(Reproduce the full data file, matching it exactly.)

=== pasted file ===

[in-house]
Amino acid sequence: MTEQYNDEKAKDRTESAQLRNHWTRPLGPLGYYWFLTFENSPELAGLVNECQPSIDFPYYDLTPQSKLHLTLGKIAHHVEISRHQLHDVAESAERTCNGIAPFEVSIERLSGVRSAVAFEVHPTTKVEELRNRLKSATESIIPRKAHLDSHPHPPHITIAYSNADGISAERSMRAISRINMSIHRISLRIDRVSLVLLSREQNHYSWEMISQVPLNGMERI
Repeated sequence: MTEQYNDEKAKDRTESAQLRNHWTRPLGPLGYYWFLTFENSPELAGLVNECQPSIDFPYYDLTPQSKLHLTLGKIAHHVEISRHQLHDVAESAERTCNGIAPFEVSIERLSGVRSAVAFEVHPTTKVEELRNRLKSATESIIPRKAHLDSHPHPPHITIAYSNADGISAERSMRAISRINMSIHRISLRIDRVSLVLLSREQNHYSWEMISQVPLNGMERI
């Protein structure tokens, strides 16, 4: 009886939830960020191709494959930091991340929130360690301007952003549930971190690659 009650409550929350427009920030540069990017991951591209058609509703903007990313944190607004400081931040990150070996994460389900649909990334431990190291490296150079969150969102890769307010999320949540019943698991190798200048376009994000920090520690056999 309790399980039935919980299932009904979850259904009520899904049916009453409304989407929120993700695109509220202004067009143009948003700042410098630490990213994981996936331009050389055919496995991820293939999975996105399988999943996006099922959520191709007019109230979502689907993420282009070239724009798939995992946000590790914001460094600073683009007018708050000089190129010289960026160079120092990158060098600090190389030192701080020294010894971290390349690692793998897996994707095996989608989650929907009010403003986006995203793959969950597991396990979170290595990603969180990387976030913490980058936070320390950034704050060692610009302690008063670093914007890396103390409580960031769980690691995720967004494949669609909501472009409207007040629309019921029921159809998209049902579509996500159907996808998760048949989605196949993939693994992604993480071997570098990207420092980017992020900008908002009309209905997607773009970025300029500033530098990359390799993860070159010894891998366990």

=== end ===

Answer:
[in-house]
Amino acid sequence: MTEQYNDEKAKDRTESAQLRNHWTRPLGPLGYYWFLTFENSPELAGLVNECQPSIDFPYYDLTPQSKLHLTLGKIAHHVEISRHQLHDVAESAERTCNGIAPFEVSIERLSGVRSAVAFEVHPTTKVEELRNRLKSATESIIPRKAHLDSHPHPPHITIAYSNADGISAERSMRAISRINMSIHRISLRIDRVSLVLLSREQNHYSWEMISQVPLNGMERI
Repeated sequence: MTEQYNDEKAKDRTESAQLRNHWTRPLGPLGYYWFLTFENSPELAGLVNECQPSIDFPYYDLTPQSKLHLTLGKIAHHVEISRHQLHDVAESAERTCNGIAPFEVSIERLSGVRSAVAFEVHPTTKVEELRNRLKSATESIIPRKAHLDSHPHPPHITIAYSNADGISAERSMRAISRINMSIHRISLRIDRVSLVLLSREQNHYSWEMISQVPLNGMERI
């Protein structure tokens, strides 16, 4: 009886939830960020191709494959930091991340929130360690301007952003549930971190690659 009650409550929350427009920030540069990017991951591209058609509703903007990313944190607004400081931040990150070996994460389900649909990334431990190291490296150079969150969102890769307010999320949540019943698991190798200048376009994000920090520690056999 309790399980039935919980299932009904979850259904009520899904049916009453409304989407929120993700695109509220202004067009143009948003700042410098630490990213994981996936331009050389055919496995991820293939999975996105399988999943996006099922959520191709007019109230979502689907993420282009070239724009798939995992946000590790914001460094600073683009007018708050000089190129010289960026160079120092990158060098600090190389030192701080020294010894971290390349690692793998897996994707095996989608989650929907009010403003986006995203793959969950597991396990979170290595990603969180990387976030913490980058936070320390950034704050060692610009302690008063670093914007890396103390409580960031769980690691995720967004494949669609909501472009409207007040629309019921029921159809998209049902579509996500159907996808998760048949989605196949993939693994992604993480071997570098990207420092980017992020900008908002009309209905997607773009970025300029500033530098990359390799993860070159010894891998366990």